Yet dig behind the language of electioneering and, for the first time that I can recall, there is mention of solving the housing crisis by all the major parties. I can welcome another election, if the result is a determination to build enough homes to meet everyone’s needs and everyone’s pocket.

That will require those who come to power to recognise that our housing system has never been fit for purpose. It has never matched the needs of the nation. It is not an accident that homelessness is increasing; not an accident that families are living in overcrowded accommodation or temporary accommodation, sometimes for years; not an accident that rents are going up and the opportunities to buy property are going down. It is not an accident that social housing stock continues to be sold off. These are the direct result of policy decisions by successive governments.

So with all the major parties stating their good intentions to build more homes, how do we ensure their determination results in enough homes of quality where people want to live, work and play? By insisting that current and prospective tenants are involved in the planning and decision making process from the start.

“Involved” is the key word. When we build new homes and alter the environment we must engage with the local community and prospective tenants. It is their homes and their communities we are impacting – they need to be involved in shaping their lived space. That means involvement before the bull-dozer moves in; involvement at thinking and solution finding stages, and with architects and contractors. It is not enough to ask tenants and community members for their views on plans and proposals which have already been agreed by the board or the development committee of some distant housing provider.


As more homes for social and affordable rent become a reality, we need tenants to be partners at the table deciding on where, how and why they should be built there, from that material, and with those facilities. We need them to have an effective voice in decision making. This means working together with tenants and community members to create good quality homes in inclusive and imaginatively designed environments.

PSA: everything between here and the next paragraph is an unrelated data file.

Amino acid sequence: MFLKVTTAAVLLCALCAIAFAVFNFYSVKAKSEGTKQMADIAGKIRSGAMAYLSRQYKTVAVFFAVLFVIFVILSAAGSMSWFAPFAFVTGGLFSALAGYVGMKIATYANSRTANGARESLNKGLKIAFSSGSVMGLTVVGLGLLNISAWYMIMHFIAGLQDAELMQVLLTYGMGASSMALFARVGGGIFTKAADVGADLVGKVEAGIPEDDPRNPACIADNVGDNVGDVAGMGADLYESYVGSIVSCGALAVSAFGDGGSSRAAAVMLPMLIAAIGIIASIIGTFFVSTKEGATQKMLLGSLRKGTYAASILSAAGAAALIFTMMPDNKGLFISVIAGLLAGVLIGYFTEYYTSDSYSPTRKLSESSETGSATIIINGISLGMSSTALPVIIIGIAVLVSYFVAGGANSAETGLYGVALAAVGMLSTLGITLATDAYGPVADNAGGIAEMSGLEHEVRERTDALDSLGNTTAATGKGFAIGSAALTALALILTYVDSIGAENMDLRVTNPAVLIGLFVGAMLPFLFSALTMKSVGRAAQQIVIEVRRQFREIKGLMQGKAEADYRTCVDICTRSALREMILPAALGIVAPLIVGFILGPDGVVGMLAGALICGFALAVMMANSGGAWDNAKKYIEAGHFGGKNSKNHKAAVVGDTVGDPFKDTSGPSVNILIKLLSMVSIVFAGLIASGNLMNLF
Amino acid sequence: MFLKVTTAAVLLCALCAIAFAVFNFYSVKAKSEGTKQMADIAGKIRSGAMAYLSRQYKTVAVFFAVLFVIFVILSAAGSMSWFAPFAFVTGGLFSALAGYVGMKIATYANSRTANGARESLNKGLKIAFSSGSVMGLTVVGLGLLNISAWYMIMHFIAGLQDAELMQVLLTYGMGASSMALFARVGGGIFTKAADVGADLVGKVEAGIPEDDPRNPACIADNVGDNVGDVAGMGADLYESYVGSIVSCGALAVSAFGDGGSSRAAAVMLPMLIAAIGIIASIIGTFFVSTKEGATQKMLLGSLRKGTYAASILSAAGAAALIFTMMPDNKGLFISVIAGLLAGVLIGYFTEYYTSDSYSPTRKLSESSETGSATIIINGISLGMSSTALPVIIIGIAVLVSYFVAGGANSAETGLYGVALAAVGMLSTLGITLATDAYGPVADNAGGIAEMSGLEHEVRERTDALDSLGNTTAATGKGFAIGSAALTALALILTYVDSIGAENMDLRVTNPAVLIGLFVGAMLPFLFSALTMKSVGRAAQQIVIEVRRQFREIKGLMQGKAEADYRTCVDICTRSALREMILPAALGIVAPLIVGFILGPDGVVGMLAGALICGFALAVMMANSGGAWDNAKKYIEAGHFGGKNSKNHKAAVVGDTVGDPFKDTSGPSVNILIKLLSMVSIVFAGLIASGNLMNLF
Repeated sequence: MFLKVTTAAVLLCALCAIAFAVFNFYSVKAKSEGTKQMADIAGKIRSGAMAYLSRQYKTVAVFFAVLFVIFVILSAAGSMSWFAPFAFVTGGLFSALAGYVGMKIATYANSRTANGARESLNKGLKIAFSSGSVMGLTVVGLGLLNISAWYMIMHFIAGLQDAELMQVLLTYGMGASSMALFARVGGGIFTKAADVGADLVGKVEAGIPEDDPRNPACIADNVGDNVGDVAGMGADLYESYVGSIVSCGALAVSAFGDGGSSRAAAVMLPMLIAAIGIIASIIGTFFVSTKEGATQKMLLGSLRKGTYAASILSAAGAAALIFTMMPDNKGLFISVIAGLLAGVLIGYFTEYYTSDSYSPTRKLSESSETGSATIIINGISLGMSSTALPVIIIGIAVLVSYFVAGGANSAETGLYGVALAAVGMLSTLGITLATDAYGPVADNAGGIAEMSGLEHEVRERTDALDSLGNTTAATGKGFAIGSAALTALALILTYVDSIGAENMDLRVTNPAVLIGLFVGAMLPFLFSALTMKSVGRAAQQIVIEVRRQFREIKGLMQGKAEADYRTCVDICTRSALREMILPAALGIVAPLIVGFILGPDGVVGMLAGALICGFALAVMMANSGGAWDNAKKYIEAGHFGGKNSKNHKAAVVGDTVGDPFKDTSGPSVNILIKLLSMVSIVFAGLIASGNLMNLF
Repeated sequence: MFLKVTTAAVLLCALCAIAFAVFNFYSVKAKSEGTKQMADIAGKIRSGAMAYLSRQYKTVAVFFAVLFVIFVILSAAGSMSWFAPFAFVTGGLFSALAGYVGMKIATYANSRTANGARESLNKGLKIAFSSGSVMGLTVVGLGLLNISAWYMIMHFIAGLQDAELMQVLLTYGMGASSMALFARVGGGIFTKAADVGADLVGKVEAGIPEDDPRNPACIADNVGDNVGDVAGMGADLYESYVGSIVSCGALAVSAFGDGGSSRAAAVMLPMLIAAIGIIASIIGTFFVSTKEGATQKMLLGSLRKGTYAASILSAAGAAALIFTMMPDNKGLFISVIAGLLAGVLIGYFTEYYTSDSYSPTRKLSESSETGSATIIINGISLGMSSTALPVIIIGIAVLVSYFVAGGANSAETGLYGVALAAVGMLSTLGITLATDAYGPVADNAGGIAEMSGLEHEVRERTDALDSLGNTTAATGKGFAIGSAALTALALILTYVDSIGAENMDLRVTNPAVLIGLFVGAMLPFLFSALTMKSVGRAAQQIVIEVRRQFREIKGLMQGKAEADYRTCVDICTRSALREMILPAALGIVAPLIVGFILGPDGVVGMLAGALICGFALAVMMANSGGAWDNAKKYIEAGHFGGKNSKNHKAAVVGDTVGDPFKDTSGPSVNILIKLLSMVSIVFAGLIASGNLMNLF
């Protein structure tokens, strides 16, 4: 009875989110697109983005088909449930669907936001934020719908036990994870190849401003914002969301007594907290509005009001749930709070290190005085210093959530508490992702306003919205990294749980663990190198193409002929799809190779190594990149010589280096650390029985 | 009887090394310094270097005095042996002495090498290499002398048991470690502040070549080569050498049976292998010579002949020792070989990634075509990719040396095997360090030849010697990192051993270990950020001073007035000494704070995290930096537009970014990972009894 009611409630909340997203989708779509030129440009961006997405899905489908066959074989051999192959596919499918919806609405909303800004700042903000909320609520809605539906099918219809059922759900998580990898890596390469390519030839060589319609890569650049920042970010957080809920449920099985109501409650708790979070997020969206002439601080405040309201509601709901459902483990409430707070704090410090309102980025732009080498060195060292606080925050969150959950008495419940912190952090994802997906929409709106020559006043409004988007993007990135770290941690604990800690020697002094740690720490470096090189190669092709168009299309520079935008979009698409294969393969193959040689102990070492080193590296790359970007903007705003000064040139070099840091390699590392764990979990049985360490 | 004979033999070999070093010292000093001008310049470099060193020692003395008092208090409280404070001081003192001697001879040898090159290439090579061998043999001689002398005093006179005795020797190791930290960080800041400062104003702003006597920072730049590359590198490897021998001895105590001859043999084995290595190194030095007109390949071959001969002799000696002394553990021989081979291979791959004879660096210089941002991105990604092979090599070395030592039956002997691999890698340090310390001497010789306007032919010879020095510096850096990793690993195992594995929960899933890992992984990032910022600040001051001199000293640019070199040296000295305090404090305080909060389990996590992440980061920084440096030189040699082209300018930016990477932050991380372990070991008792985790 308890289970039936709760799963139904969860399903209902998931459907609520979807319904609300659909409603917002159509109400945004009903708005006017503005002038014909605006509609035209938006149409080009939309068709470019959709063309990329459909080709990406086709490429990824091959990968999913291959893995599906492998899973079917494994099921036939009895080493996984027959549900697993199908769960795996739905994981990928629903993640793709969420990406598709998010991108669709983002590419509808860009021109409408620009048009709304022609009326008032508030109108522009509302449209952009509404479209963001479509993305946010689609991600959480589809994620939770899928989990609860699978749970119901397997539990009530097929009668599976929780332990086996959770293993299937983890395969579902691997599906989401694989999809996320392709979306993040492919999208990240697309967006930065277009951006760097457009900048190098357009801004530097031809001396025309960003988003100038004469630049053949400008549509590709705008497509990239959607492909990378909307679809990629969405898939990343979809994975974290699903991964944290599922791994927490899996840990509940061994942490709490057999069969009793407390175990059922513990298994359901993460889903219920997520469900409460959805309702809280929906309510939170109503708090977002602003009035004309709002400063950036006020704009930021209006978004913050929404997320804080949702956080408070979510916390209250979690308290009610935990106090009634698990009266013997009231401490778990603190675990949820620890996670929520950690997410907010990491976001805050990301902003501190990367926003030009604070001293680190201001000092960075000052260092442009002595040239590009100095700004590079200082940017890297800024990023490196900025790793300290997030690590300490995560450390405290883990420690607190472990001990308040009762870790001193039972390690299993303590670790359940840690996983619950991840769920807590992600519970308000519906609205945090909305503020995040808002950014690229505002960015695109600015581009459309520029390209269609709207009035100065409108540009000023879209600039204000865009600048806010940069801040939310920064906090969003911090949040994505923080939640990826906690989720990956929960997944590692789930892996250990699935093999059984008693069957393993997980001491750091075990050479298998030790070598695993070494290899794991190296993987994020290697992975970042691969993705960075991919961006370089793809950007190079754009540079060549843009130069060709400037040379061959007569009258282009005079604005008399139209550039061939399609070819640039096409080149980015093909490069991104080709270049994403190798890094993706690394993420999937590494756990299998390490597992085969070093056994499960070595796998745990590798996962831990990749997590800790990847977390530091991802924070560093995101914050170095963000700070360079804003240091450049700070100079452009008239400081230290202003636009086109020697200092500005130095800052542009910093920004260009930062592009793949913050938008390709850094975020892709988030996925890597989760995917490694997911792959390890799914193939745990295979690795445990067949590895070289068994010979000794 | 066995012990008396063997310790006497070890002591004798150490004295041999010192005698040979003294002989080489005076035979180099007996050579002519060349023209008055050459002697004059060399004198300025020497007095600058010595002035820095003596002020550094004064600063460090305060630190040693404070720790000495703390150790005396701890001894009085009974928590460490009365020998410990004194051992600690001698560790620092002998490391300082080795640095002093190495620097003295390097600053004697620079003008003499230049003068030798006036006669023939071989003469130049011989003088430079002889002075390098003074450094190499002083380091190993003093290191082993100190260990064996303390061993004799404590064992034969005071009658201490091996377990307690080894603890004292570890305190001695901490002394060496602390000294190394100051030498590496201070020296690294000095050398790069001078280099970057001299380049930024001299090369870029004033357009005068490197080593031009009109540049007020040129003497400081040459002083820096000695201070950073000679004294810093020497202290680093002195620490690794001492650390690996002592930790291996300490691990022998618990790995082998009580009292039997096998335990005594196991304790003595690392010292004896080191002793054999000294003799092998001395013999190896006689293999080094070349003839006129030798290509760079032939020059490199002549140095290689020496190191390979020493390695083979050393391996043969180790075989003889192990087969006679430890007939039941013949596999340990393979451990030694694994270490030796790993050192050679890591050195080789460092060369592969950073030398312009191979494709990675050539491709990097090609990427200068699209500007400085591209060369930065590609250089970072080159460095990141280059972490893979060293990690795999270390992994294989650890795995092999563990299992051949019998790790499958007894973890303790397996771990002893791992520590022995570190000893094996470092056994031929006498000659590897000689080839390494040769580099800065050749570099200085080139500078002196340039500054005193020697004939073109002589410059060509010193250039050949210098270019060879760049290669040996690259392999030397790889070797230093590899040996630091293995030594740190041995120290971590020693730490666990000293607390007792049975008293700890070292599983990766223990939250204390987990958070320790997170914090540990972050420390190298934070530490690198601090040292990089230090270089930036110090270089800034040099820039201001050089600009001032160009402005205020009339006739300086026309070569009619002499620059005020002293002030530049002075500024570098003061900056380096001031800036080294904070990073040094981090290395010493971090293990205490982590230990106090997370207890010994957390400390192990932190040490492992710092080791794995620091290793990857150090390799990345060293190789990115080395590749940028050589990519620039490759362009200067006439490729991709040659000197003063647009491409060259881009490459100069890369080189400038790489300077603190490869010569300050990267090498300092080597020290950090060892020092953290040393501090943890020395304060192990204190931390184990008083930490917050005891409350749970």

I am a tenant of Phoenix Community Housing, a social housing provider. I am also the current Chair and one of six residents on the board of twelve. Phoenix is resident led with tenants embedded throughout the organisation as active members of committees and onto policy writing and scrutiny.

Tenants are part of the decision making process as we build to meet the needs of the community. Our recently completed award-winning extra care scheme has helped older people downsize and released larger under-occupied properties for families.

By being resident led, we can be community driven. Our venture into building is small scale at the moment, but we are building quality homes that residents want and are appropriate to their needs. Our newest development is being built to Passivhaus standard, meaning they are not only more affordable but they are sustainable for future generations.

There are a few resident led organisations throughout the country. We don’t have all the answers to the housing situation, nor do we get everything right first time. We do know how to listen, learn and act.

The shocking events after the last election, when disaster came to Grenfell Tower, should remind us that tenants have the knowledge and ability to work with housing providers for the benefit of all in the community – if we listen to them and involve them and act on their input.

This election is an opportunity for those of us who see appropriate housing as a right; housing as a lived space in which to thrive and build community; housing as home not commodity – to hold our MPs to account and challenge them to outline their proposals and guarantee good quality housing, not only for the most vulnerable but for people generally, and with tenants fully involved from the start.

Anne McGurk is a tenant and chair of Phoenix Community Housing, London’s only major resident-led housing association.